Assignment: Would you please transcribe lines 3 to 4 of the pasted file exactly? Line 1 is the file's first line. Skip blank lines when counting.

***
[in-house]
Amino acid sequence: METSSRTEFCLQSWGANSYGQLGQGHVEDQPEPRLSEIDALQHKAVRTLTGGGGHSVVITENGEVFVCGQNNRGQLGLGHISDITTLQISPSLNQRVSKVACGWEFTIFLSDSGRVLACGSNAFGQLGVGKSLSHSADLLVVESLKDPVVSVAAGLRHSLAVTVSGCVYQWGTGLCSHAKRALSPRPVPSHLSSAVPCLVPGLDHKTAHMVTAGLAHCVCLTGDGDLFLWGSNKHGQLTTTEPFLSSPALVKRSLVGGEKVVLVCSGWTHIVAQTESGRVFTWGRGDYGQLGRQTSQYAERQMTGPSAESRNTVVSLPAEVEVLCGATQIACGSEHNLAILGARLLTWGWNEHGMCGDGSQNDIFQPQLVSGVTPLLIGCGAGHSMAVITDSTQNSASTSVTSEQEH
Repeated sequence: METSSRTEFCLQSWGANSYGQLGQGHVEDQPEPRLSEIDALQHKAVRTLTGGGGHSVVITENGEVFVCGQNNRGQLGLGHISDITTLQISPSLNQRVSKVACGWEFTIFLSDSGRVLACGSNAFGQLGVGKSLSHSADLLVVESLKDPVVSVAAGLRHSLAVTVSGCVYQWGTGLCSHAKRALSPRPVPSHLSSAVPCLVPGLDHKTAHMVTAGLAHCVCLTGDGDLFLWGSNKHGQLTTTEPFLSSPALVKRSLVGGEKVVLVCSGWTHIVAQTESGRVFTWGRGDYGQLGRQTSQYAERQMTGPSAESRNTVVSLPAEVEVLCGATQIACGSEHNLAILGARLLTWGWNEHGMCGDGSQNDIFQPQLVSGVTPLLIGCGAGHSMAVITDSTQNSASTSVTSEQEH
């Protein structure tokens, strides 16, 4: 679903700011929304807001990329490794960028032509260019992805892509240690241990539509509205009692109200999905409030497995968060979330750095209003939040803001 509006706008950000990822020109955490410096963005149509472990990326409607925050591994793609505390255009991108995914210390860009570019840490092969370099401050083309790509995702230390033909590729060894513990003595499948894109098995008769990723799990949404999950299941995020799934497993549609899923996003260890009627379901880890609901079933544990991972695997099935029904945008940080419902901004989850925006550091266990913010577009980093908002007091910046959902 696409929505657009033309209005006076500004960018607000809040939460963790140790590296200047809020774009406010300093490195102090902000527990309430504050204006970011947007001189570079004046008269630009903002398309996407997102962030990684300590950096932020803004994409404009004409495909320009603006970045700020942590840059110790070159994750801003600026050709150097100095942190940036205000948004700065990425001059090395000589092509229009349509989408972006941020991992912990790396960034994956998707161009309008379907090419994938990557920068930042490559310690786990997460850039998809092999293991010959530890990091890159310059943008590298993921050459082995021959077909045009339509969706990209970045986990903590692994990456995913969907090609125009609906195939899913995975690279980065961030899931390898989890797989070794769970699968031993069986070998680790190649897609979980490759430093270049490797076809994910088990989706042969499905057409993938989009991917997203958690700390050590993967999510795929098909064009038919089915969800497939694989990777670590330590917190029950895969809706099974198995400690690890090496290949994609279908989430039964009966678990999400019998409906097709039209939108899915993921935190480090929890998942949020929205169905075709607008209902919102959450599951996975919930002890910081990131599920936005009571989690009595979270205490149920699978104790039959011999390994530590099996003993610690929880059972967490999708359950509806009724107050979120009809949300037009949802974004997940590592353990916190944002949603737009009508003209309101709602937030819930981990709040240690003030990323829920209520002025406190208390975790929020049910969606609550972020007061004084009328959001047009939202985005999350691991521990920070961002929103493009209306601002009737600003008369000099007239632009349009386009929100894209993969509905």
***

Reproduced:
Repeated sequence: METSSRTEFCLQSWGANSYGQLGQGHVEDQPEPRLSEIDALQHKAVRTLTGGGGHSVVITENGEVFVCGQNNRGQLGLGHISDITTLQISPSLNQRVSKVACGWEFTIFLSDSGRVLACGSNAFGQLGVGKSLSHSADLLVVESLKDPVVSVAAGLRHSLAVTVSGCVYQWGTGLCSHAKRALSPRPVPSHLSSAVPCLVPGLDHKTAHMVTAGLAHCVCLTGDGDLFLWGSNKHGQLTTTEPFLSSPALVKRSLVGGEKVVLVCSGWTHIVAQTESGRVFTWGRGDYGQLGRQTSQYAERQMTGPSAESRNTVVSLPAEVEVLCGATQIACGSEHNLAILGARLLTWGWNEHGMCGDGSQNDIFQPQLVSGVTPLLIGCGAGHSMAVITDSTQNSASTSVTSEQEH
């Protein structure tokens, strides 16, 4: 679903700011929304807001990329490794960028032509260019992805892509240690241990539509509205009692109200999905409030497995968060979330750095209003939040803001 509006706008950000990822020109955490410096963005149509472990990326409607925050591994793609505390255009991108995914210390860009570019840490092969370099401050083309790509995702230390033909590729060894513990003595499948894109098995008769990723799990949404999950299941995020799934497993549609899923996003260890009627379901880890609901079933544990991972695997099935029904945008940080419902901004989850925006550091266990913010577009980093908002007091910046959902 696409929505657009033309209005006076500004960018607000809040939460963790140790590296200047809020774009406010300093490195102090902000527990309430504050204006970011947007001189570079004046008269630009903002398309996407997102962030990684300590950096932020803004994409404009004409495909320009603006970045700020942590840059110790070159994750801003600026050709150097100095942190940036205000948004700065990425001059090395000589092509229009349509989408972006941020991992912990790396960034994956998707161009309008379907090419994938990557920068930042490559310690786990997460850039998809092999293991010959530890990091890159310059943008590298993921050459082995021959077909045009339509969706990209970045986990903590692994990456995913969907090609125009609906195939899913995975690279980065961030899931390898989890797989070794769970699968031993069986070998680790190649897609979980490759430093270049490797076809994910088990989706042969499905057409993938989009991917997203958690700390050590993967999510795929098909064009038919089915969800497939694989990777670590330590917190029950895969809706099974198995400690690890090496290949994609279908989430039964009966678990999400019998409906097709039209939108899915993921935190480090929890998942949020929205169905075709607008209902919102959450599951996975919930002890910081990131599920936005009571989690009595979270205490149920699978104790039959011999390994530590099996003993610690929880059972967490999708359950509806009724107050979120009809949300037009949802974004997940590592353990916190944002949603737009009508003209309101709602937030819930981990709040240690003030990323829920209520002025406190208390975790929020049910969606609550972020007061004084009328959001047009939202985005999350691991521990920070961002929103493009209306601002009737600003008369000099007239632009349009386009929100894209993969509905």